Parasitoid wasp ovipositing on a fig. Photo credit: Lakshminath Kundanati.

Parasitoid wasp ovipositing on a fig. Photo credit: Lakshminath Kundanati.

Female insects have one goal in life: to find the best place to lay their eggs. For fig wasps, that is the developing fruit of the luscious fig plant. However, when the females of one particular species of parasitic fig wasp (Apocryta westwoodi grandi) descends onto a recently fertilised fruit, she has to bore her way through the tough unripe fig to find the larvae of other insects that are already developing within, which she will parasitize to give her own eggs the best start. Fortunately, the insect's immensely long (7–8 mm) and slender (15 μm) ovipositor – which injects eggs into the fig – is equipped with a sharp tip, ready to bore through the woody fruit. Namrata Gundiah from the Indian Institute of Science, Bangalore, was intrigued by the differences between the egg delivery systems of the boring parasitoid wasps and the wasps that pollinate the fig's flowers. ‘Our first question was why don't we look at the different adaptations that these two species undergo?’ says Gundiah (p. 1946).

Teaming up with graduate student Laksminath Kundanati, Gundiah used scanning electron microscopy to take a high resolution look at the tips of the insects' ovipositors and was amazed to see that the end of the boring wasp's ovipositor looked like a drill bit, complete with teeth to bore through the woody fruit. In contrast, the tip of the pollinator wasp's ovipositor closely resembled a spoon-like structure. And when they looked along the length of the borer's ovipositor, Kundanati and Gundiah noticed tiny pits in the shaft, roughly in the location where the structure bends as the female drives the tip into the fruit, to allow the ovipositor to flex without breaking. Gundiah could also clearly see sensory structures at the tip that could help guide the ovipositor to the best locations for the wasp to lay her eggs.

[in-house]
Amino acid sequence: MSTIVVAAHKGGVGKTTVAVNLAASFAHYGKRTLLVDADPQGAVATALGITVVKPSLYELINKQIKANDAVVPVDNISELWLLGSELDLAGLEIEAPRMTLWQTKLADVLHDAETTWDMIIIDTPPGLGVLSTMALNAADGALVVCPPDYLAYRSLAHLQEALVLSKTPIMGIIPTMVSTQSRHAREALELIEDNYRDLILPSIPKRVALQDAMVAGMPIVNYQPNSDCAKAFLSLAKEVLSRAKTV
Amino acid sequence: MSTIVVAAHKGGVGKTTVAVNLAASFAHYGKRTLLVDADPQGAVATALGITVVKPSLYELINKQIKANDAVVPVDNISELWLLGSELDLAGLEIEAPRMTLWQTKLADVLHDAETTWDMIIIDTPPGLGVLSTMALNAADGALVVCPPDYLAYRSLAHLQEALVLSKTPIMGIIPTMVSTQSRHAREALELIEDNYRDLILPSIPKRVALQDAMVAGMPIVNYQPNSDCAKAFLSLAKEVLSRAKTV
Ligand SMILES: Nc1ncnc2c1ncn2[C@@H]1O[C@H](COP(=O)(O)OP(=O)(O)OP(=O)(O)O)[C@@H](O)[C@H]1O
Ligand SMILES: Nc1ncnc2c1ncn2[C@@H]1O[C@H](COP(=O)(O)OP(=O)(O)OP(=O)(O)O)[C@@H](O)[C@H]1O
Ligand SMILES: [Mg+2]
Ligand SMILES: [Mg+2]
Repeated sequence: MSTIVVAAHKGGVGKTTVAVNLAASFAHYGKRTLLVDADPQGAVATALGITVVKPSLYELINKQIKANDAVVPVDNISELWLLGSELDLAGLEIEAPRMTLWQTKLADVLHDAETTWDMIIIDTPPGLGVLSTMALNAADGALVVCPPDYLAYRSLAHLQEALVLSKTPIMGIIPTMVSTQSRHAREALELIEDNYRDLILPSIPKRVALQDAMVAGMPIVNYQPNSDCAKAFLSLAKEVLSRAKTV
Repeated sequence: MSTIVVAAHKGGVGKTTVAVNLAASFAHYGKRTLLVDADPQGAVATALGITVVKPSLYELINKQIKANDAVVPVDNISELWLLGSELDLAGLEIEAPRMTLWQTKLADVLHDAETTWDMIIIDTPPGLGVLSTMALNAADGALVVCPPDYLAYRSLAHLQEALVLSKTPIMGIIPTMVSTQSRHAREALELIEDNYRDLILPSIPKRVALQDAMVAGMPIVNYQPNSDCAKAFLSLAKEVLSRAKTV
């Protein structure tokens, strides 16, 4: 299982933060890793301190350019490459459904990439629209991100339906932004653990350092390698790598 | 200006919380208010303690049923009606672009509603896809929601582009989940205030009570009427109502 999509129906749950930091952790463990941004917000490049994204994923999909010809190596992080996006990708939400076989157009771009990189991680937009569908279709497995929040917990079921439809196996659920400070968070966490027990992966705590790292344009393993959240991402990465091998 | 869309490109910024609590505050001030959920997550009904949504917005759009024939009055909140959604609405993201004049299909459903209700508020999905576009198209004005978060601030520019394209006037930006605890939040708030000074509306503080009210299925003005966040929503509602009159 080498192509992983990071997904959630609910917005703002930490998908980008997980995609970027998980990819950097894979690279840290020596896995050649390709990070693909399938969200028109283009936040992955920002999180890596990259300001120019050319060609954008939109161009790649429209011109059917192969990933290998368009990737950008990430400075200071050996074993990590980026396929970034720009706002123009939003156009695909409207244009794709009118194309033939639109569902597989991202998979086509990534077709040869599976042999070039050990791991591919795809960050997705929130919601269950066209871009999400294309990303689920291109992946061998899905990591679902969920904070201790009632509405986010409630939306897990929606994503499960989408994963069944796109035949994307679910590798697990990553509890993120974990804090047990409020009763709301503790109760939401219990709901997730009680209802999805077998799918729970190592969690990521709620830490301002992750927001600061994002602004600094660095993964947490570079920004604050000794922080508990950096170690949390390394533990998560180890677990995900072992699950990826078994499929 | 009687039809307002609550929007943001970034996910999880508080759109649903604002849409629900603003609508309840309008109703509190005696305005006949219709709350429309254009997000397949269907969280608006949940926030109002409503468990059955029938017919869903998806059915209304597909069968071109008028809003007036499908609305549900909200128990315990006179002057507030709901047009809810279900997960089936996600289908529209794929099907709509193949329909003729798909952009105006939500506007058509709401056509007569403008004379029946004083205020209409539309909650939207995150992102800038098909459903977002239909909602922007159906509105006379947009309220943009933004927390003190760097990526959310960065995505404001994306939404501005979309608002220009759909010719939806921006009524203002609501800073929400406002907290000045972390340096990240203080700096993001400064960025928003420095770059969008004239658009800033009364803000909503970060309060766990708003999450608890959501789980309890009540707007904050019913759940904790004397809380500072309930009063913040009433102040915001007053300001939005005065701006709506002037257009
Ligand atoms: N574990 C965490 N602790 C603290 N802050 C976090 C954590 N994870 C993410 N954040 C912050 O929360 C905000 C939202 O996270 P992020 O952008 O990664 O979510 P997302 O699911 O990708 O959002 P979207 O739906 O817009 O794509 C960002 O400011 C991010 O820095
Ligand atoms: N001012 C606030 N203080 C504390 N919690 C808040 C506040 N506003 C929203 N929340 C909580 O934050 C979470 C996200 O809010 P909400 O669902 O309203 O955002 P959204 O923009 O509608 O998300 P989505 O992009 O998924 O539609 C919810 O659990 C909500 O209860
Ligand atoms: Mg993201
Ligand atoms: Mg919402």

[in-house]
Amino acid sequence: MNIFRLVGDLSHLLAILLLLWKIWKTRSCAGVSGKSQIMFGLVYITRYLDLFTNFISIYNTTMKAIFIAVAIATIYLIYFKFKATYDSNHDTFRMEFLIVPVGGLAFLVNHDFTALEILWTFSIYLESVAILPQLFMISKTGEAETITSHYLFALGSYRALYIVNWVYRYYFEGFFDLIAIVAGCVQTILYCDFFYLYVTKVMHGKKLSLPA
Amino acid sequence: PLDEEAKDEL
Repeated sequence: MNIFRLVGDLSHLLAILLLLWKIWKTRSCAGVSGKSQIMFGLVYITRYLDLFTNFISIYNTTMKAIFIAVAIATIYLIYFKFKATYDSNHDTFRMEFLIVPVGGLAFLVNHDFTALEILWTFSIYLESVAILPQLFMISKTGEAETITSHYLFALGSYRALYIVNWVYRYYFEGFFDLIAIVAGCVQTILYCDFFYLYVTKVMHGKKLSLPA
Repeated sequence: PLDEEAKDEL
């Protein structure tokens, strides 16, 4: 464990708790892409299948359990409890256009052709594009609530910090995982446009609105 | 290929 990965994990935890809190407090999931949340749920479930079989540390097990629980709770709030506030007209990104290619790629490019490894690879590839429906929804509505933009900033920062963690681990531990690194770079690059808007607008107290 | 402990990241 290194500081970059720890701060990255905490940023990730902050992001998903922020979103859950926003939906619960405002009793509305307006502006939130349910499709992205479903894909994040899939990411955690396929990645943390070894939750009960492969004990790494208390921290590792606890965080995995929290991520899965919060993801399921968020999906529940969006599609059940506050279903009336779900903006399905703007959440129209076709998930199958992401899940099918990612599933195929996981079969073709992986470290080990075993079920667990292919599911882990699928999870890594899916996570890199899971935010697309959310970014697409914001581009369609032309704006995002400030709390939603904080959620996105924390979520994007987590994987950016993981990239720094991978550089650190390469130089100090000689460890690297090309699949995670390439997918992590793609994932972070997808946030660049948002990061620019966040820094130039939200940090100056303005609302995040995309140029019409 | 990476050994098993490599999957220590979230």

Next, the duo investigated the material from which the drill bit was made. ‘We asked what could enhance the hardness of the structures’, recalls Gundiah. Focusing a beam of electrons on the minute tip, Kundanati and Gundiah recorded the X-ray spectrum emitted by the material and discovered that the tooth structures were enriched with zinc. ‘Zinc mainly increases the hardness, which will affect the wear resistance of the drill bits’, explains Gundiah.

Kundanati and Gundiah then prodded the minute drill bit with an atomic force microscope (AFM) probe to indent it to find out how hard the zinc-enriched teeth were. Gundiah admits that pinpointing the tiny teeth on the miniscule curved structure was particularly challenging: ‘Usually, AFM is done on relatively large surfaces and so it doesn't matter where you go and indent the material’, chuckles Gundiah. But eventually the duo recorded the hardness of the teeth at 0.5 GPa: ‘That is almost as hard as the acrylic cement used for dental implants’, says Gundiah.

Finally, knowing that the females impale unripe figs with their ovipositors many times during the course of their lives, Gundiah decided to measure the buckling forces exerted on the slender structure as the female drives the ovipositor in. Kundanati filmed the tiny wasps on fig trees around the institute campus by attaching a microscope objective to a video camera. He clearly saw the slender structure bend and flex as the insect drove it in and calculated that the 15 μm diameter structure can tolerate buckling forces of almost 7 μN.

Having characterised the fig wasp's drill bit, Gundiah is keen to design a minute boring tool based on the lessons that she has learned from the insects.

Biomechanics of substrate boring by fig wasps
J. Exp. Biol.